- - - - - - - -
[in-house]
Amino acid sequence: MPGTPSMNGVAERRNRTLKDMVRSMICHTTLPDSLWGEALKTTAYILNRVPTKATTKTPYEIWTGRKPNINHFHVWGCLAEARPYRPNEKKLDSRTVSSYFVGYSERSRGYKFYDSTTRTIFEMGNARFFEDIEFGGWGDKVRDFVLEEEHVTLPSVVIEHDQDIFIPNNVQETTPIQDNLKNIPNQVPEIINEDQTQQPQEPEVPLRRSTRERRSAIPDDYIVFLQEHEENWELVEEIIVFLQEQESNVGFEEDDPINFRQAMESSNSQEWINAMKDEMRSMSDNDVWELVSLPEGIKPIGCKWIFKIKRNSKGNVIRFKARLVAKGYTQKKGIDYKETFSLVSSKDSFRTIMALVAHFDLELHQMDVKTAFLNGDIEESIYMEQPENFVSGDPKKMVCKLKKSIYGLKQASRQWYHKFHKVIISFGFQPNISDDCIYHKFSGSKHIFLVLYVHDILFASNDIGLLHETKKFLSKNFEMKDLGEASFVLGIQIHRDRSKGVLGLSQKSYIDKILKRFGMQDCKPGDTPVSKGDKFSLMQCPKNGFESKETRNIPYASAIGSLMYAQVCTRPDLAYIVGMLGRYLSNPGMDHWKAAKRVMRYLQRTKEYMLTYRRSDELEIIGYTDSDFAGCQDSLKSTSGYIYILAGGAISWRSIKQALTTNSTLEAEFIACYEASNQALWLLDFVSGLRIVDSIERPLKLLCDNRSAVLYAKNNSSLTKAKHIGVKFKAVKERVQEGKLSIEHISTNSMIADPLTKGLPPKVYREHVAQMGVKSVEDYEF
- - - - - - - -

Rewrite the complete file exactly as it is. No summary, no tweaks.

[in-house]
Amino acid sequence: MPGTPSMNGVAERRNRTLKDMVRSMICHTTLPDSLWGEALKTTAYILNRVPTKATTKTPYEIWTGRKPNINHFHVWGCLAEARPYRPNEKKLDSRTVSSYFVGYSERSRGYKFYDSTTRTIFEMGNARFFEDIEFGGWGDKVRDFVLEEEHVTLPSVVIEHDQDIFIPNNVQETTPIQDNLKNIPNQVPEIINEDQTQQPQEPEVPLRRSTRERRSAIPDDYIVFLQEHEENWELVEEIIVFLQEQESNVGFEEDDPINFRQAMESSNSQEWINAMKDEMRSMSDNDVWELVSLPEGIKPIGCKWIFKIKRNSKGNVIRFKARLVAKGYTQKKGIDYKETFSLVSSKDSFRTIMALVAHFDLELHQMDVKTAFLNGDIEESIYMEQPENFVSGDPKKMVCKLKKSIYGLKQASRQWYHKFHKVIISFGFQPNISDDCIYHKFSGSKHIFLVLYVHDILFASNDIGLLHETKKFLSKNFEMKDLGEASFVLGIQIHRDRSKGVLGLSQKSYIDKILKRFGMQDCKPGDTPVSKGDKFSLMQCPKNGFESKETRNIPYASAIGSLMYAQVCTRPDLAYIVGMLGRYLSNPGMDHWKAAKRVMRYLQRTKEYMLTYRRSDELEIIGYTDSDFAGCQDSLKSTSGYIYILAGGAISWRSIKQALTTNSTLEAEFIACYEASNQALWLLDFVSGLRIVDSIERPLKLLCDNRSAVLYAKNNSSLTKAKHIGVKFKAVKERVQEGKLSIEHISTNSMIADPLTKGLPPKVYREHVAQMGVKSVEDYEF